The New "Rage" In College Baseball
by: Bob Howdeshell
High School Baseball Web
Over Recruiting 2002
Inside the recruiting numbers of some of the nation's top college baseball programs.
One thing that really drives me crazy is when I am told "You just don't understand." This was the common thread when
I attempted to discuss the "Over Recruiting" or Stockpiling issue with several of the nation's Top 40 college baseball head coaches.
Last year we ran a series of articles on the issue of "Stockpiling" among college baseball programs.
In some cases the High School Baseball Web became public enemy #1 !
First let me say that very few NCAA Division I college baseball programs are guilty of over recruiting. The problem (as we see it) is primarily
with a handful of schools. These programs seem to recruit the same way each year.
Obviously the programs doing the over recruiting or stockpiling are among the nation's elite programs. A mid-level DI program would probably not be able to
do this .... Why? Probably because the players and/or parents would not be as
"starry eyed" about playing at those schools.
Players and Parents are also guilty in this problem. Many are aware of the annual over recruiting by these programs and choose to sign
with these schools anyway.
Last year our series of articles did not mention schools by name. This year it is time to "take the gloves off!" I don't have
a vendetta or "axe to grind" with any of these programs listed. Most of them I do not even know the coaching staffs. I simply am alarmed at the methods and continual recruiting of large numbers
Here are a few of the "Prize Winners" for the 2002 recruiting class.
Not all large signing classes are an indication of over recruiting. For example the University of South Carolina signed sixteen (16) players from
the class of 2002. While that sounds like a problem, it may not be. USC will lose eleven (11) seniors and probably four juniors from the current roster.
Last year Western Carolina signed eighteen (18) players, this year only four (4). Sometimes new head coaches need to sign larger than normal numbers to get the program headed in the direction
that they see fit. I understand this. Just don't let it happen two years in a row.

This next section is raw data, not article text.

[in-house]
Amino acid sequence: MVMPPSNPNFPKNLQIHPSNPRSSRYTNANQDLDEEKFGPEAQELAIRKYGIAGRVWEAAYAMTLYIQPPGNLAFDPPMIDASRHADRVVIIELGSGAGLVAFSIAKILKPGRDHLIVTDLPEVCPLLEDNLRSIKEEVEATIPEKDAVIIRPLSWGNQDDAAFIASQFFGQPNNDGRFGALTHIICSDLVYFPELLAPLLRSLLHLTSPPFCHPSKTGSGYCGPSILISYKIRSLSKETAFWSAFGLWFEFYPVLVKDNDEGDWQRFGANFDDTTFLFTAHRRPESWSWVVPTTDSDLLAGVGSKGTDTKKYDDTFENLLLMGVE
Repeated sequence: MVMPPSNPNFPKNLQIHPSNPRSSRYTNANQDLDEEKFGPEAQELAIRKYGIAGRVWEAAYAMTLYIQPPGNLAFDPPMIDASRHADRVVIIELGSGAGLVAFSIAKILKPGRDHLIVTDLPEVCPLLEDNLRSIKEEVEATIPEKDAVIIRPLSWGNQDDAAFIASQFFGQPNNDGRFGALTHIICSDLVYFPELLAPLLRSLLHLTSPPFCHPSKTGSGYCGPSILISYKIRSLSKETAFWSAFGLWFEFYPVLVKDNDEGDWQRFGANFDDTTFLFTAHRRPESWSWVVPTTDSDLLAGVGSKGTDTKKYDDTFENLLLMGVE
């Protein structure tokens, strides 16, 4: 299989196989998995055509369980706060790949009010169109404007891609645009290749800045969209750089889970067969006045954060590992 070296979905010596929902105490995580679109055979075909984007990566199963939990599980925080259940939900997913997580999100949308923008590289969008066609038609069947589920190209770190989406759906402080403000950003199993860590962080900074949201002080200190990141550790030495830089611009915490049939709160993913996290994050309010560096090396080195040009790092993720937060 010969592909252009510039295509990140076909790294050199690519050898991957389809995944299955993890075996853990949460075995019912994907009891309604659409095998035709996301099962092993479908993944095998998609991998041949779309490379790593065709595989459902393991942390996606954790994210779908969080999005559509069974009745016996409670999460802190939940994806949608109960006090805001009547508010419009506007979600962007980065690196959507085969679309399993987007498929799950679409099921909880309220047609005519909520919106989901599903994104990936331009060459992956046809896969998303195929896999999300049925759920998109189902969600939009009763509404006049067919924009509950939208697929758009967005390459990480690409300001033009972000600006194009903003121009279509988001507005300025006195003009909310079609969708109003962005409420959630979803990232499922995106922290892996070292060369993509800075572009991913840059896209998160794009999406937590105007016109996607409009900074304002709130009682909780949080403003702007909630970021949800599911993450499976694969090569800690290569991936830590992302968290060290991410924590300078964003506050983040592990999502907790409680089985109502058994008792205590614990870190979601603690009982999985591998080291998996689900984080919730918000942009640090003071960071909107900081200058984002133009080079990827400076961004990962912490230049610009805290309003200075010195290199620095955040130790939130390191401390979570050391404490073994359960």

Some schools do not post articles that list the numbers of signees, on their web sites. This makes it difficult to determine if they are over recruiting.
My favorite here is the University of Miami which lists 32 players on the 2002 roster!
Who do I blame for this practice? Mostly I blame the coaches. The common excuse used is "We lose a lot of kids to the Professional Draft." Well other schools compete for the National Championship each year
and they do not seem to have a problem.
I also blame parents and then players. As I said earlier some people seem to get "starry
eyed" over playing
for one of these traditional powers. What about all those kids that never play? Those that sit on the bench, or are asked to transfer to a junior college, or those that
are simply asked to leave? It happens every year, it could be your son.
There are programs that compete among the best each year without over recruiting. A few that come to mind immediately are Tennessee,
East Carolina, Stanford, Auburn, Notre Dame, Georgia Tech and Southern California.
It pays to look at current college baseball program rosters. Large numbers usually indicate over recruiting or stockpiling. Ask the coaches "point blank" questions ... like "how many players
do you expect to sign in this class? How many players at my position? Any hesitation on
answering these questions may not be a good sign.
To read last years series of articles on "Stockpiling" follow the